I think this is a false hypothetical. You can operate as a corporation and thus remove personal liability while getting benefits, AND you remain free to seek judicial protection of your own religious liberty. If the corporation is actually a "person" then it's merely a shadow person - unable to express itself beyond the confines of the puppeteer. This is particularly true with closely-held corporations where the views of individual A are implicitly going to be identical with the corporation's views .

  8. #108
    The King of Kong Billy Mitchell's Avatar
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    Quote Originally Posted by Wakeforest22890 View Post
    See I think this is where I diverge from the majority:

    "HHS would put these merchants to a difficult choice: either give up the right to seek judicial protection of their religious liberty or forgo the benefits, available to their competitors, of operating as corporations."

    I think this is a false hypothetical. You can operate as a corporation and thus remove personal liability while getting benefits, AND you remain free to seek judicial protection of your own religious liberty. If the corporation is actually a "person" then it's merely a shadow person - unable to express itself beyond the confines of the puppeteer. This is particularly true with closely-held corporations where the views of individual A are implicitly going to be identical with the corporation's views .
    Do you believe RFRA should apply to nonprofit corporations?

  9. #109
    Rusty Larue

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    Quote Originally Posted by RJKarl View Post
    They framed it as constitutional right. Thus "compelling interest" should be of little consequence. Either the constitution protects this right or it doesn't. After all those who voted for this BS are supposed to be "strict contructionalists".

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    This is unbelievably wrong. Anyone who has ever taken a Constitutional Law course would tell you as much.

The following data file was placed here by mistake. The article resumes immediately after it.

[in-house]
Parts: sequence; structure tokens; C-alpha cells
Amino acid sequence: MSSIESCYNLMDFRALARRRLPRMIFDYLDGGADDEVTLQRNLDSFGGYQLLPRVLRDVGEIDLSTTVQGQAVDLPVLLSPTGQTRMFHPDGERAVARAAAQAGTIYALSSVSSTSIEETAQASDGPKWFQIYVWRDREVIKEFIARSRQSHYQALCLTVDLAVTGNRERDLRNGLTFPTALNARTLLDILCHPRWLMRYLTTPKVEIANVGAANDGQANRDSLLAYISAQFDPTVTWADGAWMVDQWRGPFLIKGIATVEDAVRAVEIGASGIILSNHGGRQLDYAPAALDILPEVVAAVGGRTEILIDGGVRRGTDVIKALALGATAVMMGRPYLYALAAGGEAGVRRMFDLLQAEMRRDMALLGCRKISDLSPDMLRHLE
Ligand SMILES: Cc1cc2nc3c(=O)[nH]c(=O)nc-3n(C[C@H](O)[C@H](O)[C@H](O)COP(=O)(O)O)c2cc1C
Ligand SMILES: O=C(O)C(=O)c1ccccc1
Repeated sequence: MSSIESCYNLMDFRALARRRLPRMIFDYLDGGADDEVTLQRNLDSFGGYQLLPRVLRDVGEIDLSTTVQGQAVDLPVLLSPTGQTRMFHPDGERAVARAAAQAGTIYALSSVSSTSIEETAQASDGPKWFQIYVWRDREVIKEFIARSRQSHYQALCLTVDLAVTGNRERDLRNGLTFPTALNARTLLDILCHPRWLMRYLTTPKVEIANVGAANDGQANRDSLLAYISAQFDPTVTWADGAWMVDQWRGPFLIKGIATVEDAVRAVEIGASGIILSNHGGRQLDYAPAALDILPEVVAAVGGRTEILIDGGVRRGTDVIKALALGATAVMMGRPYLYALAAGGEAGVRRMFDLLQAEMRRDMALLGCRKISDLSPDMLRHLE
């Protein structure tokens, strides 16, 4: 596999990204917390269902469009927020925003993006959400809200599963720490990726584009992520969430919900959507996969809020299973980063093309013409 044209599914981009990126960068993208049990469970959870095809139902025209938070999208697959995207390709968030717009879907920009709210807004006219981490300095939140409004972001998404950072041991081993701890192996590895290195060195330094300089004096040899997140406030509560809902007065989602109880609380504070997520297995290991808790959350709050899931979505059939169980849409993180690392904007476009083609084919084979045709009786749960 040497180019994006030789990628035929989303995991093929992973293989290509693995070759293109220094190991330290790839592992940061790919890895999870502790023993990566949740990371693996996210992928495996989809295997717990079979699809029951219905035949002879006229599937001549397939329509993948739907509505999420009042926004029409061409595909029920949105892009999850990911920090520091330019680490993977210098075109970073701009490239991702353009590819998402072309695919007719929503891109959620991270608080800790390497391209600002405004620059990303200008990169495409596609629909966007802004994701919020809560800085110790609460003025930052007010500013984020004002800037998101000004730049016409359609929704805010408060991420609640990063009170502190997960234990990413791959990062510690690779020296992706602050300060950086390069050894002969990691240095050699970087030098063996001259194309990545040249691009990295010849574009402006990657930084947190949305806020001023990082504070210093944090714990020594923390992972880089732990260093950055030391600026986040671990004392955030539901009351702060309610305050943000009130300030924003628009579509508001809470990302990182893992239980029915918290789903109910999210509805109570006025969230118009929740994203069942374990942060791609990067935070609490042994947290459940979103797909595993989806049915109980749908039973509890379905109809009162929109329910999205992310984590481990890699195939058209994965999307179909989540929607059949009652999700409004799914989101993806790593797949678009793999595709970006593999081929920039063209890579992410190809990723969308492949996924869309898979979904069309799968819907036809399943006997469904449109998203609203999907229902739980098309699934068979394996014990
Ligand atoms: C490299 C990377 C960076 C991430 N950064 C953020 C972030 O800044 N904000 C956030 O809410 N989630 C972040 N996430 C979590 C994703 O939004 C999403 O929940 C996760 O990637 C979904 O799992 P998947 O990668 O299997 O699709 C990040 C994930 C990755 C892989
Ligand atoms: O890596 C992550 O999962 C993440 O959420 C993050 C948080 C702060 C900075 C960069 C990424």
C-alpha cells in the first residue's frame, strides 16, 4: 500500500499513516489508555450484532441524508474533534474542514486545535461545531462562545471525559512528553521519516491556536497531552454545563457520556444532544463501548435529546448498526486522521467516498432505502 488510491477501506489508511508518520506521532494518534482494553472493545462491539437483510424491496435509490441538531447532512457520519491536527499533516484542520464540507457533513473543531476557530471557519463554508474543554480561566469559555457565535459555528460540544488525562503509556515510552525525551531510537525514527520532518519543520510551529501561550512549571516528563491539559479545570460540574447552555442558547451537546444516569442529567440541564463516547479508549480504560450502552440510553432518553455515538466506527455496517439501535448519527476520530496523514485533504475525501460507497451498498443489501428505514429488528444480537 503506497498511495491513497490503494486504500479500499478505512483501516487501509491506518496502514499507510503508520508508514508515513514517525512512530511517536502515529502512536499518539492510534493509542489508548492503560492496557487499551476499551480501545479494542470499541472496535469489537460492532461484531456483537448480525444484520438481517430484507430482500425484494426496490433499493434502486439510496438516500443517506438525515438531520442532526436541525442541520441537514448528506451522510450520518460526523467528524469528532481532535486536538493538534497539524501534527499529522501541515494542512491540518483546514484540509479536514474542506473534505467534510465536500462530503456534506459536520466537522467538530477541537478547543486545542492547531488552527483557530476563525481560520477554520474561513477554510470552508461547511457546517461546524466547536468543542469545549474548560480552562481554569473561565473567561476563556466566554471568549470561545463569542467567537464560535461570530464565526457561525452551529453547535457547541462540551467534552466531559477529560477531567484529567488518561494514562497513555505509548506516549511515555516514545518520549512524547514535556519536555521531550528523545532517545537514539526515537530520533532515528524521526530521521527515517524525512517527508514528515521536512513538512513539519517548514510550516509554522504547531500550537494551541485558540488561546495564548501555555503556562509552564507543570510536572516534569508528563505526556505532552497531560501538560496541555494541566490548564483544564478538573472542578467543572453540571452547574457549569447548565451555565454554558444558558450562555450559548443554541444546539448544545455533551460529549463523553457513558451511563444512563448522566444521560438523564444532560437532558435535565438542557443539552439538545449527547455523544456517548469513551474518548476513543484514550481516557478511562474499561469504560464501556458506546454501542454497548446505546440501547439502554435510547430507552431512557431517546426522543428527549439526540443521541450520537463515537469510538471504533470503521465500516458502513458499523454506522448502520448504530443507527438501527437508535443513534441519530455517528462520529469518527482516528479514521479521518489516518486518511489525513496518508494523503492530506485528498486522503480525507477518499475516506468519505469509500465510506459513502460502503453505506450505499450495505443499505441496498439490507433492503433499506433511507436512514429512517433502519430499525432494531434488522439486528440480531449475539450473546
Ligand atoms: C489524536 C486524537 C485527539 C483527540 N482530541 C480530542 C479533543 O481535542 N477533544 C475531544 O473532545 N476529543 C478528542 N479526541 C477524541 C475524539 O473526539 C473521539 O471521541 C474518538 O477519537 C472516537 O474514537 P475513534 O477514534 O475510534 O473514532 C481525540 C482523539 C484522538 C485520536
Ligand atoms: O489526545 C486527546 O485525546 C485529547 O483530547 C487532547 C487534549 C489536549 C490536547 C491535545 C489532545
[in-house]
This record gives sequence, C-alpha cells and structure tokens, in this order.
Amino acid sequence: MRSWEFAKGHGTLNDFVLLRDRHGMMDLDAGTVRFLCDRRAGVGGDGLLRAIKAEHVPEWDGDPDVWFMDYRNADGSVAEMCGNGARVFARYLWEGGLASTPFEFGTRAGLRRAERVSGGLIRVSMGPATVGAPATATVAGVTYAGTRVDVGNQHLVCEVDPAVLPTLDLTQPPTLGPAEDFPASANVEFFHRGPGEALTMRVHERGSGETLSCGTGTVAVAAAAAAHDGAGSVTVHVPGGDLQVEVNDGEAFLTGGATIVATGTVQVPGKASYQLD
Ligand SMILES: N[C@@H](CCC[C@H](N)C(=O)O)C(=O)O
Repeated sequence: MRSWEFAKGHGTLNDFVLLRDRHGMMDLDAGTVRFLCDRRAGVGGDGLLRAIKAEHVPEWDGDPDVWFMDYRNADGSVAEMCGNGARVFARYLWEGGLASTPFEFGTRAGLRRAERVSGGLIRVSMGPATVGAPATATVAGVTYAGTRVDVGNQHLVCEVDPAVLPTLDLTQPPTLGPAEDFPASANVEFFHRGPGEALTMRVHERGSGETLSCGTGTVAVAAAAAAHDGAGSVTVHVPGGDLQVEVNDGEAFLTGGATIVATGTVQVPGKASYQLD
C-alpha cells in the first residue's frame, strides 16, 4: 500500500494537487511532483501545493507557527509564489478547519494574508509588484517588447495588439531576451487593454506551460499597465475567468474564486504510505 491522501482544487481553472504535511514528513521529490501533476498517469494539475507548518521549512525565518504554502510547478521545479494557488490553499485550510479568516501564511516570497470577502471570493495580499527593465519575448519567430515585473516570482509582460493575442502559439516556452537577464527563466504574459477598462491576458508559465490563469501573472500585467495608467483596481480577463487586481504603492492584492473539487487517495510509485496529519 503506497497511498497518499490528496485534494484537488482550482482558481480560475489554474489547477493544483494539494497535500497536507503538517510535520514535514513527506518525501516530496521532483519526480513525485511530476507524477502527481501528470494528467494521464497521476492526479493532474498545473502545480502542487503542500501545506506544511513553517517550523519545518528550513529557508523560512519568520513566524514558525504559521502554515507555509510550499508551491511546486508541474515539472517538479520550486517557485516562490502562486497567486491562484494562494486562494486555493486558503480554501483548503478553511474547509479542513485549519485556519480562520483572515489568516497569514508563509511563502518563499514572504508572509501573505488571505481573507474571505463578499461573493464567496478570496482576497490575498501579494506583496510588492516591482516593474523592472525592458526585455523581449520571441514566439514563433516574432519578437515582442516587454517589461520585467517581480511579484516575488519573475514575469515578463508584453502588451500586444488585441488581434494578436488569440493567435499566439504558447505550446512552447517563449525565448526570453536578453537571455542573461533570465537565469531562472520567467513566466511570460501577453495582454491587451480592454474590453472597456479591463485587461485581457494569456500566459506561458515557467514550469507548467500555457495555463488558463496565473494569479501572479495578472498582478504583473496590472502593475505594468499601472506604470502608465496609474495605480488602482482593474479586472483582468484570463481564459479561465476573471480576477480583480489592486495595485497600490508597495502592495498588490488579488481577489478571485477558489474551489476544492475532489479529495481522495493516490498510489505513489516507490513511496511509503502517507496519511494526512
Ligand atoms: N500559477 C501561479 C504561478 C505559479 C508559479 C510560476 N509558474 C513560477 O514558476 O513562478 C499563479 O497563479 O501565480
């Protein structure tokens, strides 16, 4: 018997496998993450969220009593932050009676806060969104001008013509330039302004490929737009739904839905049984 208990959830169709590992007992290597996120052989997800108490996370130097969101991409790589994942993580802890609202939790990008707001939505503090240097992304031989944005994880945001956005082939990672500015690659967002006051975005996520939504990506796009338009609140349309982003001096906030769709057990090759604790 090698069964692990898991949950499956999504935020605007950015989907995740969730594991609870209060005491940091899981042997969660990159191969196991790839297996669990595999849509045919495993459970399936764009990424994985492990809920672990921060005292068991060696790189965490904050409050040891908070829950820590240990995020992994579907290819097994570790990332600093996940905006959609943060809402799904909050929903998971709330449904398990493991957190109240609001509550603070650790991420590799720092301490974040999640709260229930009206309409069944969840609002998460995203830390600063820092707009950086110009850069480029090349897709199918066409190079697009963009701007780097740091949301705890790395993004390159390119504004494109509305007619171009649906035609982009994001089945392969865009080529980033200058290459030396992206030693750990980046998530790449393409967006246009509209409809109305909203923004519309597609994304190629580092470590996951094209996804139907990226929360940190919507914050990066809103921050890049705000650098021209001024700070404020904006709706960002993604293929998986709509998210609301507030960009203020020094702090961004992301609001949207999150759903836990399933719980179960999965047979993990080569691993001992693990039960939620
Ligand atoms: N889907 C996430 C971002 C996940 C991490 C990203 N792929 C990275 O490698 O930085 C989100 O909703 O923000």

10. #110
    Quote Originally Posted by Billy Mitchell View Post
    Do you believe RFRA should apply to nonprofit corporations?
    I don't believe RFRA should apply to corporations at all, but as the majority points out, the Dictionary Act disagrees with me.

  11. #111
    Quote Originally Posted by RJKarl View Post
    They framed it as constitutional right. Thus "compelling interest" should be of little consequence. Either the constitution protects this right or it doesn't. After all those who voted for this BS are supposed to be "strict contructionalists".
    This isn't true in the least. The most well-known way to debunk this is freedom of speech. Nobody disputes that you have freedom of speech under the First Amendment, but you can't yell fire in a crowded theater. Under your logic the Constitution doesn't then "protect this right" since the court decided this type of action was not acceptable.

  12. #112
    The King of Kong Billy Mitchell's Avatar
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    Quote Originally Posted by RJKarl View Post
    They framed it as constitutional right. Thus "compelling interest" should be of little consequence. Either the constitution protects this right or it doesn't. After all those who voted for this BS are supposed to be "strict contructionalists".

    Will be unavailable for the next hour or more.

  13. #113
    Curious how many support Hobby Lobby because they believe in the merits vs. how many because it's against Obamacare.

  14. #114
    The King of Kong Billy Mitchell's Avatar
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    Quote Originally Posted by Wakeforest22890 View Post
    I don't believe RFRA should apply to corporations at all, but as the majority points out, the Dictionary Act disagrees with me.